For many of us northern UK gardeners this summer has been disappointing, at least weather-wise. But you may have noticed that it doesn’t seem to have affected your flowering plants too much. This is because they respond to day length coupled with night-time temperatures, rather than whether we have hot sunny temperatures during the day. So the cool, damp weather has simply meant they have grown bigger, taller and lusher than usual.
In this blog I’m going to talk about a few of the common problems people have in their gardens in summer, especially a cool, damp one – and how to ensure your plants are healthy and flowering well so that you can still enjoy them whatever the weather for as long as summer lasts!
There are four key areas to think about here if you want to help your flowering plants look their best:
Most people remember to dead-head their roses as each individual flower dies away. Cutting the blooms off as they go over spurs the plant on to form fresh flower buds in many of our best-loved summer-flowering plants; such as roses, daylilies, penstemons, catmint, some salvias, osteospermums, and a whole host of other lovely garden plants.
The annual plants in your tubs and hanging baskets also benefit from this treatment. If you also feed your plants every couple of weeks you will really give them the energy to keep on flowering away with gusto!
Keeping pests and diseases at bay
In damp summers plants are unfortunately much more susceptible to pests and diseases. Slugs and snails just love this weather and so are out and about, munching away at all the soft, floppy foliage the wet weather is producing. If you can bear it, the best way to deal with them is to go out in the evening or early morning and sleuth around your favourite plants and vegetables picking them off. How you decide to dispose of them is up to you!
Some people swear by copper bands around pots and planters, which are supposed to deter the slugs and snails from sliding up over the edge of the pot; in my experience this works pretty well so long as none of your foliage droops over the edge of the pot, forming an alternative means of the slugs’ accessing your enticing flowers.
Lots of lush growth on the plants means more food for many other leaf-munching critters. My preference here would be to do what you can to encourage a diversity of plant and animal life in your garden, as there are many natural predators which love to feed on these same pests. Ladybirds are a great example of a beneficial insect as they will scoop up hundreds of greenfly a day.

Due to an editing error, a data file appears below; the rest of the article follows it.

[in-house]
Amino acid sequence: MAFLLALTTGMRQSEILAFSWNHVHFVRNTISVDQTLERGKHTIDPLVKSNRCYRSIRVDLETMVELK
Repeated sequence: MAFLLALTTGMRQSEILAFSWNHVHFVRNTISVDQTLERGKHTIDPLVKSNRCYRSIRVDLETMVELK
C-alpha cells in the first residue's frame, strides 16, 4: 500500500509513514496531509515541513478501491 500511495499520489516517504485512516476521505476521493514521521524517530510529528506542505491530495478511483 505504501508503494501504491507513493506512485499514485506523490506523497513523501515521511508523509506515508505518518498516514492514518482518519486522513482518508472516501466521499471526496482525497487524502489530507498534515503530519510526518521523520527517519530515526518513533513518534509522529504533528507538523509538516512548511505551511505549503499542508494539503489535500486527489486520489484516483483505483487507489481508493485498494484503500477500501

Another option is to spray with a bug killer, but this is not only time-consuming, and expensive if you have a big garden, but in my opinion ultimately self-defeating as you will often kill off the beneficial insects too. Maybe consider this just on one or two cherished plants if you get a problem infestation – and leave nature to deal with the rest.
Mildews and other fungal diseases also tend to be more common when the weather is damp and warm. These live in the soil and then, as raindrops meet the ground, the back-splash disperses the fungal spores and disease vectors to plants in the vicinity. You can’t stop this happening, but it does help if you stake plants that are tending to droop, so less foliage is in contact with the ground. Ensuring air flow around your garden borders is as good as possible also helps, as still, damp air encourages these mildews even more. So don’t plant too close together and look at things like using picket fencing or trellis rather than solid fencing where you can.
Just like people, plants need an adequate intake of food and drink if they are to thrive. In their case, they need soil which has had some nutrients added to it, and which is open enough in structure that their roots can get to the nutrients and to the moisture. Ideally, nutrients should be in the form of manure or other organic matter dug into the soil around the plant. Many people do this either in autumn or early spring.
During summer it’s also good to get some extra nutrients into your plants’ systems to help them keep growing and flowering well. Foliar feeds – that you spray onto the leaves of the plant, or water in around the base – are particularly popular because the plants absorb the nutrients very quickly. Hence the ads on TV which show plants reviving in about 10 seconds! But you could also use a granular fertiliser scattered around the base of the plant as this will do exactly the same job, it just takes a bit longer.
My advice would be to discontinue this supplementary feeding after the end of August, in case the new soft growth hasn’t hardened up enough before our early frosts begin in October.
“Water, water everywhere but not a drop to drink…”
Surprisingly, even in a wet summer such as many of us are experiencing, some of our plants are still probably not getting enough water. Plants suffering from water deficiency won’t thrive or be really free-flowering.
Plants under trees or right next to the house almost always benefit from extra watering. Take a few moments to identify where your problem plants are, then once a week check if they’re wilting, or if the leaves are turning yellow or brown at the tips – these are sure indications of thirsty plants. Also check the soil – if the soil is dry at the surface that’s absolutely fine – but dig a little hole with your trowel and if it’s still dry 10cm down then there’s a problem. Plants affected like this will need weekly watering til the situation improves if you want to get the best summer show from them. Give each plant a litre or more (depending on size) once a week rather than a sprinkling every day, as this will help the plant put down deeper roots and thus help it build up its own survival system for the future.
If you’re going away on holiday, either get a friend or neighbour in to water your plants, or set up a homemade watering system. Take a look at our blog on holiday watering to find out more.